|J. Fernando Sánchez 8ce6e37c49 You have achieved clojure enlightenment. Namaste.||1 year ago|
|resources||1 year ago|
|script||4 years ago|
|src/koans||1 year ago|
|.gitignore||2 years ago|
|README.md||2 years ago|
|Vagrantfile||2 years ago|
|epl-v10.html||8 years ago|
|ideaboard.txt||3 years ago|
|project.clj||1 year ago|
The Clojure Koans are a fun way to get started with Clojure - no experience assumed or required. Follow the instructions below to start making tests pass!
I recommend starting from a cloned or forked repo. This way you’ll be able to track your progress in Git. You might want to create your own branch - that way if you pull back the latest koans from master, it’ll be a bit easier to manage the inevitable conflicts if we make changes to exercises you’ve already completed.
You have a few options for installation:
Instructions for each option are below!
The only things you’ll need to run the Clojure Koans are:
Once you’ve cloned this repo and installed the dependencies, you can run:
to make sure all the dependencies get downloaded properly (and then
when you want to quit). See below for details on the REPL.
vagrant up vagrant ssh cd /vagrant lein koan run
Once you’ve got Docker installed, you’re basically all set. You can run these commands to get started:
To run koans:
docker run --rm -it -v $(pwd):/app -w /app clojure lein koan run
To start up a REPL:
docker run --rm -it -v $(pwd):/app -w /app clojure lein repl
Run the koans via:
lein koan run
If want to run directly from a REPL, once you are inside the
lein repl prompt you can run the koans with
Either way, it’s an auto-runner, so as you save your files with the correct answers, it will advance you to the next koan or file (conveniently, all files are prefixed with the sequence that you should follow).
You’ll see something like this:
Now meditate on /home/colin/Projects/clojure-koans/src/koans/01_equalities.clj:3 --------------------- Assertion failed! We shall contemplate truth by testing reality, via equality. (= __ true)
The output is telling you that you have a failing test in the file named
01_equalities.clj, on line 3. So you need to open that file up and make
it pass! You’ll always be filling in the blanks to make tests pass.
Sometimes there could be several correct answers (or even an infinite number):
any of them will work in these cases. Some tests will pass even if you replace
the blanks with whitespace (or nothing) instead of the expected answer. Make sure
you give one correct expression to replace each blank.
The koans differ from normal TDD in that the tests are already written for you, so you’ll have to pay close attention to the failure messages, because up until the very end, making a test pass means that the next failure message comes up.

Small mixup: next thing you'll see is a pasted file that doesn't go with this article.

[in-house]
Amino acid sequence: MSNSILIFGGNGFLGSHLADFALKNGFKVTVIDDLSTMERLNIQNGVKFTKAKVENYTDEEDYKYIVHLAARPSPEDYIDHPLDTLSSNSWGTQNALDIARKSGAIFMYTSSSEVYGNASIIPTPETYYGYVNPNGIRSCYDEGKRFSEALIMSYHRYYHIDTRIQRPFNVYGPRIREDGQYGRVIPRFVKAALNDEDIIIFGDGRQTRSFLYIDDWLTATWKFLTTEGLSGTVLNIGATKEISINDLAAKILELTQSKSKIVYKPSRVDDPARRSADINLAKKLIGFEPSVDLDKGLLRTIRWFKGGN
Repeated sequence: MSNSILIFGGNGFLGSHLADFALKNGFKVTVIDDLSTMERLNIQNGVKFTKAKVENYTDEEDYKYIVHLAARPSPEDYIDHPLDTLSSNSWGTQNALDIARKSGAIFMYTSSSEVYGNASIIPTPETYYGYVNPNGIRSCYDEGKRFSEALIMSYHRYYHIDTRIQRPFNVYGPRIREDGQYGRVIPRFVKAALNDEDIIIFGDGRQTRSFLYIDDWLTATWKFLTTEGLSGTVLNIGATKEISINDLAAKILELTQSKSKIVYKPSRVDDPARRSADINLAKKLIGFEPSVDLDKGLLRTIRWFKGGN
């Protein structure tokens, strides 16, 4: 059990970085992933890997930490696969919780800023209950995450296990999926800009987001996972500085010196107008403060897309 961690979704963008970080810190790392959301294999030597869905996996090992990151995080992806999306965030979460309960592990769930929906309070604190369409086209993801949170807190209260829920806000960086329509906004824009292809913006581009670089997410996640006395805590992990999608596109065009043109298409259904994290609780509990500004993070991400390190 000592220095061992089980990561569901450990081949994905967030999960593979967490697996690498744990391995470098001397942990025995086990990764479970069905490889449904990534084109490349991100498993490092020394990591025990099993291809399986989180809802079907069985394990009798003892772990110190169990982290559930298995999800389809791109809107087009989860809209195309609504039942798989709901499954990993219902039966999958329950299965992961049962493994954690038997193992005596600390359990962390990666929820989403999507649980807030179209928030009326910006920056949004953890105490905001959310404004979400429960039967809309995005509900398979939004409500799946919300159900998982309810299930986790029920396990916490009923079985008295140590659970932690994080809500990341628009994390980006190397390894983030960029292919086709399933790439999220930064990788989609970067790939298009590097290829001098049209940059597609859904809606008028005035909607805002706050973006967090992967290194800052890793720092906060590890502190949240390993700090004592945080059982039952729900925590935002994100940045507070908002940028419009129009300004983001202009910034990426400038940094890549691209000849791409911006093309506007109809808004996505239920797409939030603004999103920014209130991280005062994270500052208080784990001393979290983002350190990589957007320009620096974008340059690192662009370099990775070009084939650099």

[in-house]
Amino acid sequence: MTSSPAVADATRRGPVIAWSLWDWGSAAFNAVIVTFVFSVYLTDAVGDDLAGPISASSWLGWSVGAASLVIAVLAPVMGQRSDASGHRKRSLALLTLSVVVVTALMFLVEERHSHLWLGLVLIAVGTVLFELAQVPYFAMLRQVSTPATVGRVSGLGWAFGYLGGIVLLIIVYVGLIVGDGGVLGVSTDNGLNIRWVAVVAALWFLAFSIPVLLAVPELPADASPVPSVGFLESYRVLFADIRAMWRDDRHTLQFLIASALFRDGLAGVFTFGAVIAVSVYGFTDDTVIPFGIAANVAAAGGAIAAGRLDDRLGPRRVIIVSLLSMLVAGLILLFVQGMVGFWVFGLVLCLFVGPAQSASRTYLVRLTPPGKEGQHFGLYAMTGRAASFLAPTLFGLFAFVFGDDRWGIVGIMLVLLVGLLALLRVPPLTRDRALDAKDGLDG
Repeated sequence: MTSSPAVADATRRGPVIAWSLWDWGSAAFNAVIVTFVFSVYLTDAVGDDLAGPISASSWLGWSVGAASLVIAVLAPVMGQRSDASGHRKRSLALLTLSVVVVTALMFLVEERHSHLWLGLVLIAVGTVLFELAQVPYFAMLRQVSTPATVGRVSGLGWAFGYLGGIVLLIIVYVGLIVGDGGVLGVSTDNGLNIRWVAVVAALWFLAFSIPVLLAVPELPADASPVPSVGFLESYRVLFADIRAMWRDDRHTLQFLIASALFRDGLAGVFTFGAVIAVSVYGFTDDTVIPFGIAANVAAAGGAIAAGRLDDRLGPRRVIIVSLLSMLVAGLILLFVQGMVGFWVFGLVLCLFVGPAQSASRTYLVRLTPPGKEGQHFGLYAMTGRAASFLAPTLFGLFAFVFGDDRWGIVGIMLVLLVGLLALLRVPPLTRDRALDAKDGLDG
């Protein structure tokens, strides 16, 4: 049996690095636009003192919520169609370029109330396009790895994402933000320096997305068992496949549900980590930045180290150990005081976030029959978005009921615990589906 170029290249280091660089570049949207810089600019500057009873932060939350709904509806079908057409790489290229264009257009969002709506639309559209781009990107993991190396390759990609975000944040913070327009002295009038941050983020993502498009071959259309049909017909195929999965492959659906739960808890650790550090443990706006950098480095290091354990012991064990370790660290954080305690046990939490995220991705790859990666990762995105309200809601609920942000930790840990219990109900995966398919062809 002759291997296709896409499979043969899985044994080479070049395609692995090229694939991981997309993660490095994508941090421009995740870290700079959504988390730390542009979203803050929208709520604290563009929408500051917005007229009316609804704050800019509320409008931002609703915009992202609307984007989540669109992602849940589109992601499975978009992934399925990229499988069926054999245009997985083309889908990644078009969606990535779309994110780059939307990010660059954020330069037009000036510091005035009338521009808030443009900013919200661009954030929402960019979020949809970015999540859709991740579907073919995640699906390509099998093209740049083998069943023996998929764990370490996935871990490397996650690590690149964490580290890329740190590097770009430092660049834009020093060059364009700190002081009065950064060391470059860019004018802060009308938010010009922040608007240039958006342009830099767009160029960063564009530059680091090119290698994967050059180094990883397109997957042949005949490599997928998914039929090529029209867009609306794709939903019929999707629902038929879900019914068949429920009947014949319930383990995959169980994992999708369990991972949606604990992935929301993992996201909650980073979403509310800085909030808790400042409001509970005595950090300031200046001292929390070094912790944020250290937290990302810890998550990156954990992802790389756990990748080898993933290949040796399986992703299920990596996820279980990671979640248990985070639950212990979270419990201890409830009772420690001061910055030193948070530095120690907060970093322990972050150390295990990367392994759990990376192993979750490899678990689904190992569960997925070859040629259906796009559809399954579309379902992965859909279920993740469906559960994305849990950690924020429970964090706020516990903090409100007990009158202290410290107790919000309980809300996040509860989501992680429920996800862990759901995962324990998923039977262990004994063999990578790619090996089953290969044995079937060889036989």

While it might be easy (especially at first) to fill in the blanks making things pass, you should work thoughtfully, making sure you understand why the answer is what it is. Enjoy your path to Clojure enlightenment!
It’s very useful to try things out in a REPL (Read-Evaluate-Print Loop) whenever you get stuck or curious. Run:
and you’ll be able to type expressions in, and see what output they produce.
Here are some interesting commands you might try, once you’re in a running REPL:
(find-doc "vec") (find-doc #"vec$") (doc vec)
And if those still don’t make sense:
(doc doc) (doc find-doc)
will show you what those commands mean.
You can exit the REPL with
Patches are encouraged! Make sure the answer sheet still passes
lein koan test), and send a pull request.
The file ideaboard.txt has lots of good ideas for new koans to start, or things
to add to existing koans. So write some fun exercises, add your answers to
resources/koans.clj, and we’ll get them in there!
Please follow the guidelines in http://tbaggery.com/2008/04/19/a-note-about-git-commit-messages.html for commmit messages, and put your code in a feature branch (not master) before making the pull request. This makes patches easier to review.
Feel free to contact me (Colin Jones / trptcolin) on Github or elsewhere if you have any questions or want more direction before you start pitching in.
These exercises were started by Aaron Bedra of Relevance, Inc. in early 2010, as a learning tool for newcomers to functional programming. Aaron’s macro-fu makes these koans clear and fun to use and improve upon, and without Relevance’s initiative, this project would not exist.
The use and distribution terms for this software are covered by the Eclipse Public License 1.0 (http://opensource.org/licenses/eclipse-1.0.php) which can be found in the file epl-v10.html at the root of this distribution. By using this software in any fashion, you are agreeing to be bound by the terms of this license.